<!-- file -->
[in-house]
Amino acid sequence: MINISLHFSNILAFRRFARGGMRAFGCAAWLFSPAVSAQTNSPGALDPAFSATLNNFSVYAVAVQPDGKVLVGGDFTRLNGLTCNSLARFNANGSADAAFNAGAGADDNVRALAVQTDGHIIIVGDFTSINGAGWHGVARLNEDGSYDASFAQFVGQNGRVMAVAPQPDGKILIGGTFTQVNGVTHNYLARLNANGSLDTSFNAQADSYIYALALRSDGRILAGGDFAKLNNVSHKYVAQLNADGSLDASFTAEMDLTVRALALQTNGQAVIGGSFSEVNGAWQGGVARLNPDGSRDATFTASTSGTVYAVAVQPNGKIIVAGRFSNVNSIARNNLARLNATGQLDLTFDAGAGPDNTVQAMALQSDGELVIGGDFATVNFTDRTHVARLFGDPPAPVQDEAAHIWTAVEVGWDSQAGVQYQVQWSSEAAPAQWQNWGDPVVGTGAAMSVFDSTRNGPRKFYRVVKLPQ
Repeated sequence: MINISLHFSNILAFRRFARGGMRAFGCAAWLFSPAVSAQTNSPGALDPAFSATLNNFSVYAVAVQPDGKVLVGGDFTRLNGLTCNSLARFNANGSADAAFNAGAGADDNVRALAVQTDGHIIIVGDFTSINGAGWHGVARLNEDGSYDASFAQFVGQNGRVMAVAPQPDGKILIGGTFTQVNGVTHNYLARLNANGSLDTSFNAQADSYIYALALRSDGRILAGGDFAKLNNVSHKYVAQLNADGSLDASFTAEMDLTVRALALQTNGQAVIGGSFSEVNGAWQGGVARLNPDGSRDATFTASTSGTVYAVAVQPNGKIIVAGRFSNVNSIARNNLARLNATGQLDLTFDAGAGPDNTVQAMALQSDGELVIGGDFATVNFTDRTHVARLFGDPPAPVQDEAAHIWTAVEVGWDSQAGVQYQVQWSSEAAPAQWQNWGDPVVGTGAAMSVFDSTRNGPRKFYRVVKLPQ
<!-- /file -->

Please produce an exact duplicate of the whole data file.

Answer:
[in-house]
Amino acid sequence: MINISLHFSNILAFRRFARGGMRAFGCAAWLFSPAVSAQTNSPGALDPAFSATLNNFSVYAVAVQPDGKVLVGGDFTRLNGLTCNSLARFNANGSADAAFNAGAGADDNVRALAVQTDGHIIIVGDFTSINGAGWHGVARLNEDGSYDASFAQFVGQNGRVMAVAPQPDGKILIGGTFTQVNGVTHNYLARLNANGSLDTSFNAQADSYIYALALRSDGRILAGGDFAKLNNVSHKYVAQLNADGSLDASFTAEMDLTVRALALQTNGQAVIGGSFSEVNGAWQGGVARLNPDGSRDATFTASTSGTVYAVAVQPNGKIIVAGRFSNVNSIARNNLARLNATGQLDLTFDAGAGPDNTVQAMALQSDGELVIGGDFATVNFTDRTHVARLFGDPPAPVQDEAAHIWTAVEVGWDSQAGVQYQVQWSSEAAPAQWQNWGDPVVGTGAAMSVFDSTRNGPRKFYRVVKLPQ
Repeated sequence: MINISLHFSNILAFRRFARGGMRAFGCAAWLFSPAVSAQTNSPGALDPAFSATLNNFSVYAVAVQPDGKVLVGGDFTRLNGLTCNSLARFNANGSADAAFNAGAGADDNVRALAVQTDGHIIIVGDFTSINGAGWHGVARLNEDGSYDASFAQFVGQNGRVMAVAPQPDGKILIGGTFTQVNGVTHNYLARLNANGSLDTSFNAQADSYIYALALRSDGRILAGGDFAKLNNVSHKYVAQLNADGSLDASFTAEMDLTVRALALQTNGQAVIGGSFSEVNGAWQGGVARLNPDGSRDATFTASTSGTVYAVAVQPNGKIIVAGRFSNVNSIARNNLARLNATGQLDLTFDAGAGPDNTVQAMALQSDGELVIGGDFATVNFTDRTHVARLFGDPPAPVQDEAAHIWTAVEVGWDSQAGVQYQVQWSSEAAPAQWQNWGDPVVGTGAAMSVFDSTRNGPRKFYRVVKLPQ